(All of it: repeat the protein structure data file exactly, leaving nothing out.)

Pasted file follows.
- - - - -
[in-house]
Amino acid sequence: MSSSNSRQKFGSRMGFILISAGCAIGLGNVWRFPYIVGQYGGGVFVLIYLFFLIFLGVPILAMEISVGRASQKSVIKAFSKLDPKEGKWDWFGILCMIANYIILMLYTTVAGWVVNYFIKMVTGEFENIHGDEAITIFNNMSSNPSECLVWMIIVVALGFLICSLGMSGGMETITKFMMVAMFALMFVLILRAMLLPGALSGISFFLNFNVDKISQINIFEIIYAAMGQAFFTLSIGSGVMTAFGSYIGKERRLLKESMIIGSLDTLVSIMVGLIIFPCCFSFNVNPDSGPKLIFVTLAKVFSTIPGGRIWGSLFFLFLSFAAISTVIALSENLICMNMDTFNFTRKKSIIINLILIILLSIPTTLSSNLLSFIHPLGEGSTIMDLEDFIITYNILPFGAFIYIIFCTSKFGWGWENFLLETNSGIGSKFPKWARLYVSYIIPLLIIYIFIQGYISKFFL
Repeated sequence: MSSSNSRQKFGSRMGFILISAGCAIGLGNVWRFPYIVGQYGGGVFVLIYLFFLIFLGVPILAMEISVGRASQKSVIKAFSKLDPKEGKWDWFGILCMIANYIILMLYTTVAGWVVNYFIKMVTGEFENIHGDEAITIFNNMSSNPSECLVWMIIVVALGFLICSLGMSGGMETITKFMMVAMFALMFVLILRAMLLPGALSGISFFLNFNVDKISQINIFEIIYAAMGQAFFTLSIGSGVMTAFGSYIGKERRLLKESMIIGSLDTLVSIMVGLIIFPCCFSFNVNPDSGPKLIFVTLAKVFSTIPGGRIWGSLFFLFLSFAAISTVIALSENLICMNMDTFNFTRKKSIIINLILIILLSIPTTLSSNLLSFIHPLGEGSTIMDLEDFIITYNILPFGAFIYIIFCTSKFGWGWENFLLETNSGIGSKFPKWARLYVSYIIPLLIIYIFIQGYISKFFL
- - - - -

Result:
[in-house]
Amino acid sequence: MSSSNSRQKFGSRMGFILISAGCAIGLGNVWRFPYIVGQYGGGVFVLIYLFFLIFLGVPILAMEISVGRASQKSVIKAFSKLDPKEGKWDWFGILCMIANYIILMLYTTVAGWVVNYFIKMVTGEFENIHGDEAITIFNNMSSNPSECLVWMIIVVALGFLICSLGMSGGMETITKFMMVAMFALMFVLILRAMLLPGALSGISFFLNFNVDKISQINIFEIIYAAMGQAFFTLSIGSGVMTAFGSYIGKERRLLKESMIIGSLDTLVSIMVGLIIFPCCFSFNVNPDSGPKLIFVTLAKVFSTIPGGRIWGSLFFLFLSFAAISTVIALSENLICMNMDTFNFTRKKSIIINLILIILLSIPTTLSSNLLSFIHPLGEGSTIMDLEDFIITYNILPFGAFIYIIFCTSKFGWGWENFLLETNSGIGSKFPKWARLYVSYIIPLLIIYIFIQGYISKFFL
Repeated sequence: MSSSNSRQKFGSRMGFILISAGCAIGLGNVWRFPYIVGQYGGGVFVLIYLFFLIFLGVPILAMEISVGRASQKSVIKAFSKLDPKEGKWDWFGILCMIANYIILMLYTTVAGWVVNYFIKMVTGEFENIHGDEAITIFNNMSSNPSECLVWMIIVVALGFLICSLGMSGGMETITKFMMVAMFALMFVLILRAMLLPGALSGISFFLNFNVDKISQINIFEIIYAAMGQAFFTLSIGSGVMTAFGSYIGKERRLLKESMIIGSLDTLVSIMVGLIIFPCCFSFNVNPDSGPKLIFVTLAKVFSTIPGGRIWGSLFFLFLSFAAISTVIALSENLICMNMDTFNFTRKKSIIINLILIILLSIPTTLSSNLLSFIHPLGEGSTIMDLEDFIITYNILPFGAFIYIIFCTSKFGWGWENFLLETNSGIGSKFPKWARLYVSYIIPLLIIYIFIQGYISKFFL